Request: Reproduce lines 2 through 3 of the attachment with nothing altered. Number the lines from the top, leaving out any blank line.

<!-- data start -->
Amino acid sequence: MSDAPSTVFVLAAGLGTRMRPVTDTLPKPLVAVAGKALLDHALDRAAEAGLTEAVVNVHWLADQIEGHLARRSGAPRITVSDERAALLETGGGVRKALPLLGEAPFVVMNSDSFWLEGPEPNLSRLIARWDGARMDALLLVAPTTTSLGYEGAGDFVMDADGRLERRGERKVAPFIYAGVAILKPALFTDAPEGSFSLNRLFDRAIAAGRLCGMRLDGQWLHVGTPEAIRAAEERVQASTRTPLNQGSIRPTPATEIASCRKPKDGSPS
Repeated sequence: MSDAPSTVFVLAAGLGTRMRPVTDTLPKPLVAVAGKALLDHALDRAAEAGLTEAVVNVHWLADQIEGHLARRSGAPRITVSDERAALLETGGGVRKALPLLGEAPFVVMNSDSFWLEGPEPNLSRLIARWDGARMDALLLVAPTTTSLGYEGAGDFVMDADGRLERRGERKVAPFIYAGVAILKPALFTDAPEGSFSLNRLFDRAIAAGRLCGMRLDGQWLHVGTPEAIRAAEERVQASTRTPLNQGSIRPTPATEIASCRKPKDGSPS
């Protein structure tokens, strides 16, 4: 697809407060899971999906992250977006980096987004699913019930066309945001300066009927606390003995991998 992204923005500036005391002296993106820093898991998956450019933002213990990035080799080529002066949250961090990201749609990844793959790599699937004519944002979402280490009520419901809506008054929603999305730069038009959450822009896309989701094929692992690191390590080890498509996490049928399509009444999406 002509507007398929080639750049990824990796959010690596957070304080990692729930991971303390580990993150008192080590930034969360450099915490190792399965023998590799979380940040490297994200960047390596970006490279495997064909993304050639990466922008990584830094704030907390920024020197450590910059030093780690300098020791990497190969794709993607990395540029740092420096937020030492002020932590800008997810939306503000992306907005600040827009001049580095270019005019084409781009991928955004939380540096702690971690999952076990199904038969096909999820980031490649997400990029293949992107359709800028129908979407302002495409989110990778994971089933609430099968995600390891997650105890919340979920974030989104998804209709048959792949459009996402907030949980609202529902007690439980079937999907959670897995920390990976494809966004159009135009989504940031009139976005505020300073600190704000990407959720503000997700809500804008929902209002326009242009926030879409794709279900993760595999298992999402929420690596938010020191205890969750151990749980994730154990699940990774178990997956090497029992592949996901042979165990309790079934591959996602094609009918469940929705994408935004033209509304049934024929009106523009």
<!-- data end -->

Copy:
Repeated sequence: MSDAPSTVFVLAAGLGTRMRPVTDTLPKPLVAVAGKALLDHALDRAAEAGLTEAVVNVHWLADQIEGHLARRSGAPRITVSDERAALLETGGGVRKALPLLGEAPFVVMNSDSFWLEGPEPNLSRLIARWDGARMDALLLVAPTTTSLGYEGAGDFVMDADGRLERRGERKVAPFIYAGVAILKPALFTDAPEGSFSLNRLFDRAIAAGRLCGMRLDGQWLHVGTPEAIRAAEERVQASTRTPLNQGSIRPTPATEIASCRKPKDGSPS
């Protein structure tokens, strides 16, 4: 697809407060899971999906992250977006980096987004699913019930066309945001300066009927606390003995991998 992204923005500036005391002296993106820093898991998956450019933002213990990035080799080529002066949250961090990201749609990844793959790599699937004519944002979402280490009520419901809506008054929603999305730069038009959450822009896309989701094929692992690191390590080890498509996490049928399509009444999406 002509507007398929080639750049990824990796959010690596957070304080990692729930991971303390580990993150008192080590930034969360450099915490190792399965023998590799979380940040490297994200960047390596970006490279495997064909993304050639990466922008990584830094704030907390920024020197450590910059030093780690300098020791990497190969794709993607990395540029740092420096937020030492002020932590800008997810939306503000992306907005600040827009001049580095270019005019084409781009991928955004939380540096702690971690999952076990199904038969096909999820980031490649997400990029293949992107359709800028129908979407302002495409989110990778994971089933609430099968995600390891997650105890919340979920974030989104998804209709048959792949459009996402907030949980609202529902007690439980079937999907959670897995920390990976494809966004159009135009989504940031009139976005505020300073600190704000990407959720503000997700809500804008929902209002326009242009926030879409794709279900993760595999298992999402929420690596938010020191205890969750151990749980994730154990699940990774178990997956090497029992592949996901042979165990309790079934591959996602094609009918469940929705994408935004033209509304049934024929009106523009």